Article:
World Food Day hits a little differently this year. The skyrocketing cost of food has driven the federal government to summon the CEOs of Canada’s largest food retailers to a meeting in Ottawa on Thanksgiving Monday.
Access to food is not just about the rising price of groceries in contrast to incomes that haven’t changed much. This year’s theme for World Food Day is Water is Life. Water is Food. Leave No One Behind. It calls us to reflect on access to food on a deeper level. The Food and Agriculture Organization of the United States notes that 71% of the planet is water, however only 2.5% of that water is fresh, drinkable water.
Canadians are blessed to live in a freshwater-rich country, however, 28 Indigenous Reservations across the country are still living with long-term boil water advisories. These communities have been systemically left behind, demonstrating that social policies and political will are central dimensions of ending hunger.
The statement “Water is Food” has an additional layer of meaning for birth workers. Water is the main ingredient in human milk, the ideal first food for all of us. When lactating parents don’t have access to clean drinking water babies are also left behind. When we view food and water as commodities we create a precarious circumstance for society’s most vulnerable members.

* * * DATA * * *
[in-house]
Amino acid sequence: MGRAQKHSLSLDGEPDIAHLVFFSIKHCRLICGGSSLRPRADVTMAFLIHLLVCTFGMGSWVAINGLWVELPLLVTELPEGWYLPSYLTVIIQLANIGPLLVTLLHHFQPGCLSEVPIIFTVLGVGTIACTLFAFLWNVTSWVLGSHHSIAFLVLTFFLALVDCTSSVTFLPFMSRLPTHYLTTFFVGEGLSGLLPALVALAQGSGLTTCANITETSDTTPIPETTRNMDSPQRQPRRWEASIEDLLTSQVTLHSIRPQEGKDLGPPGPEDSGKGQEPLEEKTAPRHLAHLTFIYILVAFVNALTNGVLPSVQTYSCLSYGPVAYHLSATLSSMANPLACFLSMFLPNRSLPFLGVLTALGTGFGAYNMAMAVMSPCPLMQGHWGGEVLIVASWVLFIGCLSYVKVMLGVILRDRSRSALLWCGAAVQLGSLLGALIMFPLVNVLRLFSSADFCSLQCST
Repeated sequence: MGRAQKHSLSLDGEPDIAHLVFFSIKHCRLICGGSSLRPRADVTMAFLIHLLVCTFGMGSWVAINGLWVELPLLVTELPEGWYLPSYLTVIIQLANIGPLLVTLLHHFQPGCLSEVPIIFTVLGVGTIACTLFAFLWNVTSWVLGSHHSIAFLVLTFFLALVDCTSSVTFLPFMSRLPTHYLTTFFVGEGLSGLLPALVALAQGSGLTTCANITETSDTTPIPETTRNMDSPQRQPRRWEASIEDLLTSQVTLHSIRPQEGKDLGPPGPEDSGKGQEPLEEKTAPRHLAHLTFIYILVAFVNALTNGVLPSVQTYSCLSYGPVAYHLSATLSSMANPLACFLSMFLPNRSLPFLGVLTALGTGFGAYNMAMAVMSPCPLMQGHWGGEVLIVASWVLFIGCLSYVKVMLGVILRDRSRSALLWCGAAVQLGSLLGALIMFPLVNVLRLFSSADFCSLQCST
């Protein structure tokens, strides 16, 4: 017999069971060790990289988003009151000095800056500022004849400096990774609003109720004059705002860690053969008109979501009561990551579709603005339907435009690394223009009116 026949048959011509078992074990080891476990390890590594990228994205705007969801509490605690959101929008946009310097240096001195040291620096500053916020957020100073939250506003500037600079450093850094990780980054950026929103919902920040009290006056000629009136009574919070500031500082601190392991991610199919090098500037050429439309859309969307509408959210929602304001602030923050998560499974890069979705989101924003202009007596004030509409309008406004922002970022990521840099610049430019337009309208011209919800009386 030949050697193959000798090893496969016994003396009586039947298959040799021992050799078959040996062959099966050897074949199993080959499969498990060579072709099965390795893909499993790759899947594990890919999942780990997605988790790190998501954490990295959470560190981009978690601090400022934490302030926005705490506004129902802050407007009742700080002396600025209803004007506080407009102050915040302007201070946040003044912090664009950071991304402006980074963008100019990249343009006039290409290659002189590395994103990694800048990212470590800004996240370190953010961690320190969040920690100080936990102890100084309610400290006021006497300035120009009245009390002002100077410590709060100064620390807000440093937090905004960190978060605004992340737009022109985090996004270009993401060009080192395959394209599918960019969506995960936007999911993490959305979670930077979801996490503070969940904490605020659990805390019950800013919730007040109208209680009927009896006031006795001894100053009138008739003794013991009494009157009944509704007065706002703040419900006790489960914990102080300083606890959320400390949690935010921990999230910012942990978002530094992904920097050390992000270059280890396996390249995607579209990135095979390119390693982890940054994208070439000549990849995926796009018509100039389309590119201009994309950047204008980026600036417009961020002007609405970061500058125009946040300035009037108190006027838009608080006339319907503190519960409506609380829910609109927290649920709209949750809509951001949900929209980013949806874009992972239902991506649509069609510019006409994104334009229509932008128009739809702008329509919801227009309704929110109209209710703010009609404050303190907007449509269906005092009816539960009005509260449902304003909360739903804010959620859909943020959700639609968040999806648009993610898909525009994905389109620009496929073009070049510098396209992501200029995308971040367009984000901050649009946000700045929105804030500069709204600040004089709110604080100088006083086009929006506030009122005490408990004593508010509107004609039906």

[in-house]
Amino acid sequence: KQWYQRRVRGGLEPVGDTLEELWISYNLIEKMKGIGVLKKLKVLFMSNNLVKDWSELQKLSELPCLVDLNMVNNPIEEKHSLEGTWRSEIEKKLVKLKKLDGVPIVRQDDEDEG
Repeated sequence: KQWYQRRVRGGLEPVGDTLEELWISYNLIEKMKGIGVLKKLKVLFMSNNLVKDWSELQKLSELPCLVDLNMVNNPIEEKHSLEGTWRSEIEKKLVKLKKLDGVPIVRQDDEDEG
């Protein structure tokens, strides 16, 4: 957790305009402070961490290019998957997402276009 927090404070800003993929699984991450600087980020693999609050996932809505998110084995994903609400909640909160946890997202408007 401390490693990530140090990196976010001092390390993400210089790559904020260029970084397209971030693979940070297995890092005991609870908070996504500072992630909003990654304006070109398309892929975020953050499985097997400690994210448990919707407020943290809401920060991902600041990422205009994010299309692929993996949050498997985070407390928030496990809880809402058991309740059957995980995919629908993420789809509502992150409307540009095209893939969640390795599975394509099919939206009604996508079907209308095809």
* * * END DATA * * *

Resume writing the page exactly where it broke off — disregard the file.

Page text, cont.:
As victims of the Nestle infant formula scandal learned in the most horrific way possible, diluting formula with contaminated water can mean death for babies. In addition to the health risks associated with formula feeding, the cost of infant formula has risen along with all other goods. This follows on the heels of a formula shortage that saw the price for one canister exceeding $70 in the Territories in 2022 according to one of our members.
When we encourage and champion new parents to normalize, initiate, and sustain lactation and direct breast/chestfeeding we are engaging in a vital action to ensure food security in our communities. When we connect lactation support to action to achieve clean drinking water, and sustainable food networks for all, we are recognizing the intrinsic interconnectedness of social systems and family well-being.
You can learn more about the struggle to secure clean drinking water for all First Nations in Canada at First Nations Drinking Water Settlement. To learn more about how you can support Indigenous land and water defenders in Canada visit Indigenous Climate Action.
Keira Grant (she/her) Inclusion and Engagement Lead – Racialized Communities
Keira brings a wealth of experience to the Online Community Moderator role. She is a Queer, Black woman with a twenty-year track record in Equity, Diversity, and Inclusion (EDI) education, projects, and community building initiatives.